4. Feel better at the end of run
  5. No meds needed

2+ weeks off

  1. At least half as many easy runs as days you have missed.
    • Missed 3 weeks off? Run at least 10 days easy. I’d prefer at least 2 weeks.
  2. No limping
  3. Continual improvement
  4. No pain at all
  5. No meds needed

Ok, so you meet these criteria and are ready to run something harder. That’s great, but please don’t jump right back into what you were doing. Regardless of time off, the worst thing to do is over stress the body. We are already stressing the body by adding volume back daily. If you haven’t adjusted to this volume and throw in a really high intensity workout, then you are going to end up right where you just were- hurt and sedentary. The longer amount of time you have had off, the more we need to emphasize the foundation of training and making sure our aerobic base is rock solid before adding the intensity.

Remember this: even if you are training for a 5k, over 80% of your fitness needed is going be coming from your aerobic abilities, so gradually adding intensity is NOT taking away from overall fitness!

With all of this said, here’s how I would progress:

  1. Marathon Tempo of 3-5 miles. If you’ve had several weeks off and another few weeks of easy running, I might even start out with something like 4×1 mile at MP.
    • 1-2 days of easy recovery running before going into next SOS day.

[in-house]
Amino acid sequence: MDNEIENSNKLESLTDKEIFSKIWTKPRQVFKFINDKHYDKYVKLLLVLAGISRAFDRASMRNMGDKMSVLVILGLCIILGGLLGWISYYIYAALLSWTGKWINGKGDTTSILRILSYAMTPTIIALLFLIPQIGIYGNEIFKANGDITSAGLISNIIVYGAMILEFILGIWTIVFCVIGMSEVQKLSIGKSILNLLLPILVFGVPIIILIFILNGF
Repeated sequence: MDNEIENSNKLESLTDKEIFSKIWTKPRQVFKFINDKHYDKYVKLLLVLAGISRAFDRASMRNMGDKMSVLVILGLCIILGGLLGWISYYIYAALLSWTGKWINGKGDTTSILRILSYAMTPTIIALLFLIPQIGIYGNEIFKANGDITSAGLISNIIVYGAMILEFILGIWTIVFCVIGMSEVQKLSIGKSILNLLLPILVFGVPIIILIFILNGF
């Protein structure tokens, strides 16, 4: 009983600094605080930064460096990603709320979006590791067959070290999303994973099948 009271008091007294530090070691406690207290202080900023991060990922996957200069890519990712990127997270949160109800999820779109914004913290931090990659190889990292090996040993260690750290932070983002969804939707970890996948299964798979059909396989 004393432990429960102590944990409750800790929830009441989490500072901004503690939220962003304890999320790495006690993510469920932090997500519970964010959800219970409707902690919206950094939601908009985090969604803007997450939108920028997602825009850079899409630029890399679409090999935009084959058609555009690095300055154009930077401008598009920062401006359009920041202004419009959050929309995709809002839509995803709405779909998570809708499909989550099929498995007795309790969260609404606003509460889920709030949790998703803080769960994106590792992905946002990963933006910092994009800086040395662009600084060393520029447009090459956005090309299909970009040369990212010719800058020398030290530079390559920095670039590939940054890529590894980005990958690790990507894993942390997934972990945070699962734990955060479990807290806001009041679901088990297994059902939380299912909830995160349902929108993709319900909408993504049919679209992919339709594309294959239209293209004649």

• If it’s been a short amount of time, then you may only need one of these workouts to test the waters. If it’s been a while. Graduate from the marathon pace intervals to a marathon tempo run before moving up in intensity.
  2. Option here:
    • For short stints off, you can probably progress to another version of tempo or interval workouts. The level of intensity should either be half marathon pace or MP-10 seconds per mile.
    • For longer stints off, general endurance will be an issue. So, After doing a couple MP paced workouts, throw a long run in there. It doesn’t have to be what you would normally do for a long run. It just needs to be over that 90 minute range to get the desired benefits. So, I might  go two workouts, long run, one more workout at MP, and then move up the next workout to a half MP type workout. After this, another long run.
  3. After 2-3 weeks: